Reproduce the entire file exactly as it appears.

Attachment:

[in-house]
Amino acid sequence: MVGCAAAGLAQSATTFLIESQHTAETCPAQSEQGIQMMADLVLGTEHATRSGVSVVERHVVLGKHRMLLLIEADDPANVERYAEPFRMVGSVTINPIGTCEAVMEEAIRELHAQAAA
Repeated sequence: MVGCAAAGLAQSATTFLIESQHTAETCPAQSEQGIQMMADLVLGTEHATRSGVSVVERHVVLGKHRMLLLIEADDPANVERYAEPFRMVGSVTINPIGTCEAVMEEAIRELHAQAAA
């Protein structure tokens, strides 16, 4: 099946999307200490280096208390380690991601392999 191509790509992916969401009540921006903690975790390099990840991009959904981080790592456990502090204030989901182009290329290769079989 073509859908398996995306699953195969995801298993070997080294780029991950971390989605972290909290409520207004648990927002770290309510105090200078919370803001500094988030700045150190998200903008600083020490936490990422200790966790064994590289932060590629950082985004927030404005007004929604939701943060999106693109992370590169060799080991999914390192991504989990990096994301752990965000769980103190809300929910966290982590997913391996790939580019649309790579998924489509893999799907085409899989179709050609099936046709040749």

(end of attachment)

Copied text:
[in-house]
Amino acid sequence: MVGCAAAGLAQSATTFLIESQHTAETCPAQSEQGIQMMADLVLGTEHATRSGVSVVERHVVLGKHRMLLLIEADDPANVERYAEPFRMVGSVTINPIGTCEAVMEEAIRELHAQAAA
Repeated sequence: MVGCAAAGLAQSATTFLIESQHTAETCPAQSEQGIQMMADLVLGTEHATRSGVSVVERHVVLGKHRMLLLIEADDPANVERYAEPFRMVGSVTINPIGTCEAVMEEAIRELHAQAAA
């Protein structure tokens, strides 16, 4: 099946999307200490280096208390380690991601392999 191509790509992916969401009540921006903690975790390099990840991009959904981080790592456990502090204030989901182009290329290769079989 073509859908398996995306699953195969995801298993070997080294780029991950971390989605972290909290409520207004648990927002770290309510105090200078919370803001500094988030700045150190998200903008600083020490936490990422200790966790064994590289932060590629950082985004927030404005007004929604939701943060999106693109992370590169060799080991999914390192991504989990990096994301752990965000769980103190809300929910966290982590997913391996790939580019649309790579998924489509893999799907085409899989179709050609099936046709040749």